It should be explained here that, though the Brahmanical gods are known and reverenced, demon-worship is the popular country cultus in Southern India. The demons are malignant spirits or ghosts, commonly known as Bhūtas, and are very generally the ghosts of notorious bad characters, robbers, or men dreaded in life for violence and cruelty. Such persons after death become Bhūtas, as dreaded and malignant as they were in life. Those, too, who have met with violent deaths in any way are liable to become Bhūtas, and afflict their neighbourhoods; children are often named after them, as it is believed they will spare any who bear their names.

I remember an instance of a notorious leader of dacoits in the Trichinopoly and Madura borders, who had been guilty of great cruelties, and, after being at last captured and executed, the children born all over that country-side for many months were named after him, as it was believed he would surely become a most terrible Bhūta. So in the case just described, the murdered man was believed to have become a Bhūta as ruthless as the manner of his death had been, and his power had been concentrated in the little instrument with which he had been so cruelly murdered. So people who wished to wreak revenge came and made offerings at the little shrine in which it had been placed, in the faith that some evil would thereby befall their enemies. I sent to bring the spur away, for it properly belonged to the Court, and so broke the spell.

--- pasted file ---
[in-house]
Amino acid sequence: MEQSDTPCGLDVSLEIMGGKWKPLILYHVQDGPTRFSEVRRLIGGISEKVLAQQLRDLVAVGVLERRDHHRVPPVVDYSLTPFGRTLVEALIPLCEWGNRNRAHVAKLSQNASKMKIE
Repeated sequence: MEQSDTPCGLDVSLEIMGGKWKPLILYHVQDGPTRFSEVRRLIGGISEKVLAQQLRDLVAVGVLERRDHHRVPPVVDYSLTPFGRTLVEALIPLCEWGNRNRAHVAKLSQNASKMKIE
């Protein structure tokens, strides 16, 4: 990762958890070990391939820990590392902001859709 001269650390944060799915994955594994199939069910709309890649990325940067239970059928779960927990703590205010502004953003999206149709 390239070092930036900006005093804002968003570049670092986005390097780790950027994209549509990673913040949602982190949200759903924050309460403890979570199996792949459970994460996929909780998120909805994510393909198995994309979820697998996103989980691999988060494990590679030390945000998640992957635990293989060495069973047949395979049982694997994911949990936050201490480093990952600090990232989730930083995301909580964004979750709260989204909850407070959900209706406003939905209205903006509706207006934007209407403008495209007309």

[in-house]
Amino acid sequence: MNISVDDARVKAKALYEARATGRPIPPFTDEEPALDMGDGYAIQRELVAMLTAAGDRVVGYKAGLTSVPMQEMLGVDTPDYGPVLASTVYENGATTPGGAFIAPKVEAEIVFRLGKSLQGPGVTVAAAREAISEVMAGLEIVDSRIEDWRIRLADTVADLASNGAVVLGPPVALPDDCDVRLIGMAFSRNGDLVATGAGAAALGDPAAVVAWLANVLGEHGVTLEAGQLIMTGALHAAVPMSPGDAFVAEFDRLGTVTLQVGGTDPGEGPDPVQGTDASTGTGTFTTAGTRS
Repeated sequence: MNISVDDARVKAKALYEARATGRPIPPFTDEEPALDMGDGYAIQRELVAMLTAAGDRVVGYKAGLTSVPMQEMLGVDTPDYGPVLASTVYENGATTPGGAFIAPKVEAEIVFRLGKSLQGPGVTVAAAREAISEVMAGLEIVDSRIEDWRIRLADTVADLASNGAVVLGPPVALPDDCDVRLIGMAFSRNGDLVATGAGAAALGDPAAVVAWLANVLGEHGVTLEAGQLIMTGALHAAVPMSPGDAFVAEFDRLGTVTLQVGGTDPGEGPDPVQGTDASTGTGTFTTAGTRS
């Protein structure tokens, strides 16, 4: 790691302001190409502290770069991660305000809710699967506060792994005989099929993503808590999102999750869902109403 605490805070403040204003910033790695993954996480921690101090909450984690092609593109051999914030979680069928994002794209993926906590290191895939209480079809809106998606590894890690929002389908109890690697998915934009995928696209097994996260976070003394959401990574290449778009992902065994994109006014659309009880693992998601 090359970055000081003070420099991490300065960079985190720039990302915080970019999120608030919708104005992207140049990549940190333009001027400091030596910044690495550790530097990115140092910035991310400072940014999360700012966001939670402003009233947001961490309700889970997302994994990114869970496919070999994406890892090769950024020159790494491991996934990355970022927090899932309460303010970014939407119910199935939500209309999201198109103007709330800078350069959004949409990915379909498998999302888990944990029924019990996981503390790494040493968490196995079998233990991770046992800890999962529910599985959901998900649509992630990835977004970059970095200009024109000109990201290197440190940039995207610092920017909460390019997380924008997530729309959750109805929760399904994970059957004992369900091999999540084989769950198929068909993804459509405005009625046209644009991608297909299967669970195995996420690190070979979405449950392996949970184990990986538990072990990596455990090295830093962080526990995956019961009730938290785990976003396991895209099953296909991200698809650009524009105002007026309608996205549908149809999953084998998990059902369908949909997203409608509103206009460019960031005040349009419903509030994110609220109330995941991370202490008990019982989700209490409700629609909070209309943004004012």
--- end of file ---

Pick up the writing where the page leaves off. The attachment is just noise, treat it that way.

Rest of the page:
I remember, too, a Brahman Munshi attached to me, an intelligent man, well versed in English, being in great perturbation at finding, on coming from his house in the morning, a parcel containing sticks, hair, and some other objects, wrapt in a plantain-leaf, laid upon his threshold. He believed it had been placed there by an enemy with incantations meant to bring misfortune or sickness on himself or family. That, too, appears to have been essentially an Obeah, and on the same lines as the curious clay object, laid not long ago with malicious intent upon the threshold of a house in Scotland, and now placed by Dr. Tylor in the Pitt-Rivers Museum at Oxford.